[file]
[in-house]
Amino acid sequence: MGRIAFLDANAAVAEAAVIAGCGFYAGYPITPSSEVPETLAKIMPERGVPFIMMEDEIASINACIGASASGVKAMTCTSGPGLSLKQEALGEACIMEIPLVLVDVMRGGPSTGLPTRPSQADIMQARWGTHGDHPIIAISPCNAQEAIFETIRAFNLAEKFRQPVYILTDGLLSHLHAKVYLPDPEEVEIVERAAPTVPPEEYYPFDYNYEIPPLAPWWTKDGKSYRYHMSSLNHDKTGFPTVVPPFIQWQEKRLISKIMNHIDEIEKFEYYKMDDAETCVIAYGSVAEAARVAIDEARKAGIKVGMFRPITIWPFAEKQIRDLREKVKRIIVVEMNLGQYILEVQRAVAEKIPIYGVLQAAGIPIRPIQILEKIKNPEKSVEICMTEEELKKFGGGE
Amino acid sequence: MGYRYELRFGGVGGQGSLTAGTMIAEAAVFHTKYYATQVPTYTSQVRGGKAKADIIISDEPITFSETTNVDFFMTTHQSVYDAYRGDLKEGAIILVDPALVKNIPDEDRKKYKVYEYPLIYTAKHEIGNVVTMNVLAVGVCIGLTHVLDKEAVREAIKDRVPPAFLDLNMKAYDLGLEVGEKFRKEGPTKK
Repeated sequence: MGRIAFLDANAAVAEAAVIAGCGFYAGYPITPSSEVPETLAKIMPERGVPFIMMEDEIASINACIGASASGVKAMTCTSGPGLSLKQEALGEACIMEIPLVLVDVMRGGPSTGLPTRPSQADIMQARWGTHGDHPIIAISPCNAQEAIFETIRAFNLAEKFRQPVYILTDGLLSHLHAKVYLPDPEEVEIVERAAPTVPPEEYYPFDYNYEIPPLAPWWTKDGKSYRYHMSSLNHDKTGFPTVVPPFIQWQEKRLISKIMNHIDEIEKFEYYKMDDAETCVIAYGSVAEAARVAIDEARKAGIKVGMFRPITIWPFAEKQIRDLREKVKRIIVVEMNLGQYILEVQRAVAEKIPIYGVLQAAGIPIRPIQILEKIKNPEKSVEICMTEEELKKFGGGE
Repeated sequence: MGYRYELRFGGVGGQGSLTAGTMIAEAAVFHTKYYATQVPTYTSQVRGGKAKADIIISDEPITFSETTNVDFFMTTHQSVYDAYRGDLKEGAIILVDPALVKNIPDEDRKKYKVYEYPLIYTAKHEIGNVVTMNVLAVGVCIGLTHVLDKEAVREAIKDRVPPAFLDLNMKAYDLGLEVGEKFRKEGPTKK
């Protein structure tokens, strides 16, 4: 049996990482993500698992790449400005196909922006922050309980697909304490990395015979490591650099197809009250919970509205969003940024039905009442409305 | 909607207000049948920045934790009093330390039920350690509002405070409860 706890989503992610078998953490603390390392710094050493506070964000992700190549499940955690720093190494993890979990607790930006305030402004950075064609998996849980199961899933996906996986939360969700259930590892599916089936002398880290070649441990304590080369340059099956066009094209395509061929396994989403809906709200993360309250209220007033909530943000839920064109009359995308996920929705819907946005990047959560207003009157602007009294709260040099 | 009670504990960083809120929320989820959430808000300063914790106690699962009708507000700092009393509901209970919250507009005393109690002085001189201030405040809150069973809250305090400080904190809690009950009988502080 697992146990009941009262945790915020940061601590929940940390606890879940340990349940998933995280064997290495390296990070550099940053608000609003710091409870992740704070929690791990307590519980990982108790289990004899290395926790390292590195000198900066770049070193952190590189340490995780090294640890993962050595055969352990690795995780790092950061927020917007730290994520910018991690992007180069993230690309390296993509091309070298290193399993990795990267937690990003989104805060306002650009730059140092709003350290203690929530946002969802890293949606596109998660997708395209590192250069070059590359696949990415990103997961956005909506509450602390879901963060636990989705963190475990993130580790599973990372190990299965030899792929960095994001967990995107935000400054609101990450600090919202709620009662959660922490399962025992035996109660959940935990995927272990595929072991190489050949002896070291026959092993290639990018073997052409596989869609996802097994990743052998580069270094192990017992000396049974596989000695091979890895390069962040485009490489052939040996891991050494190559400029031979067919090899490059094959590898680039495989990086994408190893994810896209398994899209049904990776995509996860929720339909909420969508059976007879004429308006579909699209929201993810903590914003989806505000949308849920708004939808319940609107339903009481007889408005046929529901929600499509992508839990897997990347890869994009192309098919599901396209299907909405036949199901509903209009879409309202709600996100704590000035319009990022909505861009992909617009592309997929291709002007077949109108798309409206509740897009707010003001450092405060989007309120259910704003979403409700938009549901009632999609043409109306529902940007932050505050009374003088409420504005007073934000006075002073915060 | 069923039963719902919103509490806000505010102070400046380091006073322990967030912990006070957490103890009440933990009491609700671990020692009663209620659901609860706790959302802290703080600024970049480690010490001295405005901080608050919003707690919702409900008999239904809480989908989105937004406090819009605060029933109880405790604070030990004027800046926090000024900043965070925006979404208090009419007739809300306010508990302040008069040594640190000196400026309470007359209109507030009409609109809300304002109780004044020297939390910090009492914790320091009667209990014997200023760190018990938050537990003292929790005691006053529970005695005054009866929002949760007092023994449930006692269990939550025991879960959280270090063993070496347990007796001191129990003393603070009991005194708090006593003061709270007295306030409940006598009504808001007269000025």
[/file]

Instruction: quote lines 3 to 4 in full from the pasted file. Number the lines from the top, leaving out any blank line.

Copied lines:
Amino acid sequence: MGYRYELRFGGVGGQGSLTAGTMIAEAAVFHTKYYATQVPTYTSQVRGGKAKADIIISDEPITFSETTNVDFFMTTHQSVYDAYRGDLKEGAIILVDPALVKNIPDEDRKKYKVYEYPLIYTAKHEIGNVVTMNVLAVGVCIGLTHVLDKEAVREAIKDRVPPAFLDLNMKAYDLGLEVGEKFRKEGPTKK
Repeated sequence: MGRIAFLDANAAVAEAAVIAGCGFYAGYPITPSSEVPETLAKIMPERGVPFIMMEDEIASINACIGASASGVKAMTCTSGPGLSLKQEALGEACIMEIPLVLVDVMRGGPSTGLPTRPSQADIMQARWGTHGDHPIIAISPCNAQEAIFETIRAFNLAEKFRQPVYILTDGLLSHLHAKVYLPDPEEVEIVERAAPTVPPEEYYPFDYNYEIPPLAPWWTKDGKSYRYHMSSLNHDKTGFPTVVPPFIQWQEKRLISKIMNHIDEIEKFEYYKMDDAETCVIAYGSVAEAARVAIDEARKAGIKVGMFRPITIWPFAEKQIRDLREKVKRIIVVEMNLGQYILEVQRAVAEKIPIYGVLQAAGIPIRPIQILEKIKNPEKSVEICMTEEELKKFGGGE